“A lot of designs continue to follow an Italian feel, based on the historic Italian ties to coffee drinking. New products will try to utilise different shapes but the guts of an espresso will restrict what can be done to some extent,” says Daniel Reeves, category consumer manager at Morphy Richards.
“The built-in category has its own design considerations. “At the higher end of the market in which Siemens operates, the features of the machine, the professional finish and the build quality are the most important factors. The design is more about lighting and chrome, elegance and technology than price. It is also important that the machine matches other built-in appliances installed nearby so branding is key,” explains Lloyd Cachao, product category manager for coffee at Siemens.
Coffee makers are slowly becoming a ‘must have’ product with a great sell up potential, as customers move up their ‘coffee journey’.
What holds some of them back is lack of understanding of features such as bar pressure and a perception that coffee machines are difficult to operate and clean. They need hand holding – and that’s the role for an independent. Yet, the pickings are rich – some models cost over £1,000, while the average price of a branded espresso machine is around £200.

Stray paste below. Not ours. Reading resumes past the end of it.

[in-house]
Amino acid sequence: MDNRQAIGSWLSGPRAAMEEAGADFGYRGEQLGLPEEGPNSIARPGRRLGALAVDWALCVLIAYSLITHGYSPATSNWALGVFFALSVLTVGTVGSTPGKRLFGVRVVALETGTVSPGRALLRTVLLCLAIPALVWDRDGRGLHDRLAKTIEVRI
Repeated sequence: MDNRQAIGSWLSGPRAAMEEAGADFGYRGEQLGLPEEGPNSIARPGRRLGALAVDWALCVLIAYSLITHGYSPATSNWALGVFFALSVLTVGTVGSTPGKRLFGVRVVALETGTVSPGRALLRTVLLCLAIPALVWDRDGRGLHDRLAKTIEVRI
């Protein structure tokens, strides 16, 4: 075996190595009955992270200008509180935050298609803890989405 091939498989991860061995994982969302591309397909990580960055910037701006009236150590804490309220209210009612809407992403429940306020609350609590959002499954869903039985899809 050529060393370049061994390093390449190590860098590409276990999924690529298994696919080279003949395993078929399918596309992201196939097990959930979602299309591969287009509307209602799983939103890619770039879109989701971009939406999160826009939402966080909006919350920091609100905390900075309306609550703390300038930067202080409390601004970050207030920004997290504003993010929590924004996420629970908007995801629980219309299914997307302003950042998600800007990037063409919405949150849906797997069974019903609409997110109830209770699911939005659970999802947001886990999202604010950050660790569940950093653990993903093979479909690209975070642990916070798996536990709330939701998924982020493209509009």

Become a coffee (and coffee machine) expert and start selling these aspirational products – especially before Christmas when a bit of indulgence is expected. First of all, treat your customers to a steaming cup of coffee from a working machine on display and let its bewitching aroma facilitate the selling process.
A great choice
FILTER COFFEE MACHINES are very easy to use. Hot water drips slowly through a basket of ground coffee to infuse in a pot or carafe. Filter coffee machines usually have thermos pots and hot plates to keep the coffee warm. Models have either permanent or paper filters. Some models use coffee pods.